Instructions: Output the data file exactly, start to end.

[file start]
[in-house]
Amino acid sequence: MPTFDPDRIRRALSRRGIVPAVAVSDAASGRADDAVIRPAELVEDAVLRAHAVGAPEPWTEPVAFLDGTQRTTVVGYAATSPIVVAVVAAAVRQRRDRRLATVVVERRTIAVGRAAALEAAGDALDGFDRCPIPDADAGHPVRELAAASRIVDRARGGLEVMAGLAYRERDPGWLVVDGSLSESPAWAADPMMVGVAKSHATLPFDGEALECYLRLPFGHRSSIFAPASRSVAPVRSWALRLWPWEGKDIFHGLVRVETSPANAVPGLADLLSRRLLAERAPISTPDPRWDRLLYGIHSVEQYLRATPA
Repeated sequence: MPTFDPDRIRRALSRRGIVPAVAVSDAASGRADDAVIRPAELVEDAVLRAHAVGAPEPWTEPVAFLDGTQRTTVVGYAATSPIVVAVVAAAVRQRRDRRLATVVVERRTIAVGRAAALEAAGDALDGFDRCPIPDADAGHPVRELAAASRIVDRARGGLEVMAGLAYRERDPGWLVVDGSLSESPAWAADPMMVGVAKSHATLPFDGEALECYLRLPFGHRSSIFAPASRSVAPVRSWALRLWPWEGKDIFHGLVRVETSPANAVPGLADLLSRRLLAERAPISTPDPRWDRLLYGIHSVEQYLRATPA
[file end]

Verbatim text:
[in-house]
Amino acid sequence: MPTFDPDRIRRALSRRGIVPAVAVSDAASGRADDAVIRPAELVEDAVLRAHAVGAPEPWTEPVAFLDGTQRTTVVGYAATSPIVVAVVAAAVRQRRDRRLATVVVERRTIAVGRAAALEAAGDALDGFDRCPIPDADAGHPVRELAAASRIVDRARGGLEVMAGLAYRERDPGWLVVDGSLSESPAWAADPMMVGVAKSHATLPFDGEALECYLRLPFGHRSSIFAPASRSVAPVRSWALRLWPWEGKDIFHGLVRVETSPANAVPGLADLLSRRLLAERAPISTPDPRWDRLLYGIHSVEQYLRATPA
Repeated sequence: MPTFDPDRIRRALSRRGIVPAVAVSDAASGRADDAVIRPAELVEDAVLRAHAVGAPEPWTEPVAFLDGTQRTTVVGYAATSPIVVAVVAAAVRQRRDRRLATVVVERRTIAVGRAAALEAAGDALDGFDRCPIPDADAGHPVRELAAASRIVDRARGGLEVMAGLAYRERDPGWLVVDGSLSESPAWAADPMMVGVAKSHATLPFDGEALECYLRLPFGHRSSIFAPASRSVAPVRSWALRLWPWEGKDIFHGLVRVETSPANAVPGLADLLSRRLLAERAPISTPDPRWDRLLYGIHSVEQYLRATPA